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Firearms & FOID Cards: Firearms Prohibitions

There are certain triggering events that lead to what is referred to as a "firearms prohibition." Sometimes these prohibitions can be imposed by federal law, while other times a prohibition will be imposed by state law. Only Illinois requires a Firearm Owner's Identification (or "FOID") card. This article will summarize events giving rise to firearms prohibitions. Later articles will explain the difficulties with seeking relief from those prohibitions, and what can and cannot be done when someone is subject to a prohibition.

A person can become subject to a federal firearms prohibition when he or she:

  1. is convicted of a felony or a misdemeanor crime of domestic violence;
  2. becomes a fugitive from justice;
  3. is an unlawful user or addicted to a controlled substance;
  4. is adjudicated a mental defective or has been admitted to a mental institution;
  5. is an unlawful alien or an alien admitted to the United States under a nonimmigrant visa;
  6. has been discharged dishonorably from the armed forces;
  7. has renounced his or her citizenship; or
  8. is subject to a court order entered after participating in a hearing that prohibits harassing, stalking, or threatening of an intimate partner or that partner's child and that either (a) includes a finding that the person is a credible threat to the protected party or (b) prohibits the use, attempted use, or threatened use of force against the protected party[i].

A person can become subject to an Illinois firearms prohibition, be denied a Firearm Owner's Identification (FOID) card, or have his or her FOID card revoked when he or she:

  1. is or becomes subject to a federal firearms prohibition;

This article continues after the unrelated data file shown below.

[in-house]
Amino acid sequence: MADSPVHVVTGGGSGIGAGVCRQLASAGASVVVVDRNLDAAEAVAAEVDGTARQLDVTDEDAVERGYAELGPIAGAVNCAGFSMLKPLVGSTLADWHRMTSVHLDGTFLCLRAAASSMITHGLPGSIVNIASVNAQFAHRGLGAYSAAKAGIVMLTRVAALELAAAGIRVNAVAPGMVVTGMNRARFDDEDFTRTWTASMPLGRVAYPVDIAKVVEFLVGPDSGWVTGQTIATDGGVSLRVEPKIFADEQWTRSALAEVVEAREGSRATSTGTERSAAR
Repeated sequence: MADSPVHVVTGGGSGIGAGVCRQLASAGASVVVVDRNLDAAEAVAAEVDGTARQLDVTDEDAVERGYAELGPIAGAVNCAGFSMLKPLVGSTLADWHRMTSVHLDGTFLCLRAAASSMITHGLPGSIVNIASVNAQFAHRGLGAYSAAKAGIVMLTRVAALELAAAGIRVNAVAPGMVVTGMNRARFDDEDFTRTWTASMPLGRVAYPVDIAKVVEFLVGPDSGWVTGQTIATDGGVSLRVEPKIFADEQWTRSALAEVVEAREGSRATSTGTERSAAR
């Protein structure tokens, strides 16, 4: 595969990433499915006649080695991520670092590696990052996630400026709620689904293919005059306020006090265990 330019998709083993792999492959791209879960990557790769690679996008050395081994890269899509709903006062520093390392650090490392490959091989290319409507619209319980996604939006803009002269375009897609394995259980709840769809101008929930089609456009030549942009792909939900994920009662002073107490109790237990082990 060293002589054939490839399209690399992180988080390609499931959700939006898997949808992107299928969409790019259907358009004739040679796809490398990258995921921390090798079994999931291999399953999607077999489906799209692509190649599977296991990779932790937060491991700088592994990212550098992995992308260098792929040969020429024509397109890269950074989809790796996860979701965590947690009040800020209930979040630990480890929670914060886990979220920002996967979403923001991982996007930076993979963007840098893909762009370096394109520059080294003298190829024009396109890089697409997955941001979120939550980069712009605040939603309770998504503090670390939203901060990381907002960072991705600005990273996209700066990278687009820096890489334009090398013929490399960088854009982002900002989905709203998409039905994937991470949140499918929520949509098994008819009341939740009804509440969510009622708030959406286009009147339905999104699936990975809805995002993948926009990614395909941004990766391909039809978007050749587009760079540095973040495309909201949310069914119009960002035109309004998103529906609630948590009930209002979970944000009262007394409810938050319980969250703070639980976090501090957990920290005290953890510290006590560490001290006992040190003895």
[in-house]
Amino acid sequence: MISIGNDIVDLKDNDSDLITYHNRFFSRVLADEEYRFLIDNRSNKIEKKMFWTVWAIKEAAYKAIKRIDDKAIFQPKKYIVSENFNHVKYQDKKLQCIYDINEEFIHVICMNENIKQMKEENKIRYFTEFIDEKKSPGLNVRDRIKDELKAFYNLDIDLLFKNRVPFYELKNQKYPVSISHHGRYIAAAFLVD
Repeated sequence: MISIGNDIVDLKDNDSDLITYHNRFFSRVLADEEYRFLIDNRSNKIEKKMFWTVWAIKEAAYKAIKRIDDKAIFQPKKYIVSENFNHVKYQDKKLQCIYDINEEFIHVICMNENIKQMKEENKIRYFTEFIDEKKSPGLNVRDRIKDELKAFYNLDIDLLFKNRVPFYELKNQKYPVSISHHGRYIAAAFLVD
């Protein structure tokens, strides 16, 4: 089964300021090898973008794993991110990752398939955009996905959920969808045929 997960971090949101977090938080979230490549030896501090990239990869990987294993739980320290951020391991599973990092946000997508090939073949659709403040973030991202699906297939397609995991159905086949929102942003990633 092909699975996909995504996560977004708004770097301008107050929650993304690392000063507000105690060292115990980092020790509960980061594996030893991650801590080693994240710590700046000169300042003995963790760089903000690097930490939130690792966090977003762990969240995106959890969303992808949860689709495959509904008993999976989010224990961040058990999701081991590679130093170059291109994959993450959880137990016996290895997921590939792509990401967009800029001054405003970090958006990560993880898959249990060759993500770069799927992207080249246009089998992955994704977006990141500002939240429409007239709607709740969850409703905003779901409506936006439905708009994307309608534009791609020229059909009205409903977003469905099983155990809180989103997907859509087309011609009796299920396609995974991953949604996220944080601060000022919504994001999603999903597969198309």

2. has been a patient in a mental health facility within the past 5 years;
  3. has a mental disability, an intellectual disability, or a developmental disability;
  4. is subject to an Order of Protection, a No Stalking Order, or a similar court order
  5. is convicted of a misdemeanor involving the use or threat of force within the past 5 years;
  6. has 2 or more DUI's within 5 years;
  7. has an outstanding arrest warrant for a disqualifying criminal offense;
  8. has received either residential or court-ordered substance abuse treatment within the past 5 years;
  9. has been positive for a drug not prescribed to him or her;
  10. is convicted of Battery, Assault, Aggravated Assault, Domestic Battery, Aggravated Domestic Battery, or a Violation of an Order of Protection, a No Stalking Order, or a similar court order; or
  11. poses a danger to anyone, including public safety[ii].

What to do—and what can be done—after you are subject to a firearm prohibition, federal or state, can be difficult, but solutions for getting your FOID card back after are presented in another article.

Copyright © 2017 by Brendan Bukalski

The information provided in this column is general in nature, and should not be relied upon as legal advice or interpreted as creating an attorney-client relationship. As a general rule, all specific legal problems should be handled by an individual's attorney. All rights reserved. Any copying, duplication, or commercial use of the information contained in this column is strictly prohibited without prior permission.


[i] See 18 U.S.C. 922(g).

[ii] See 430 ILCS 65/8.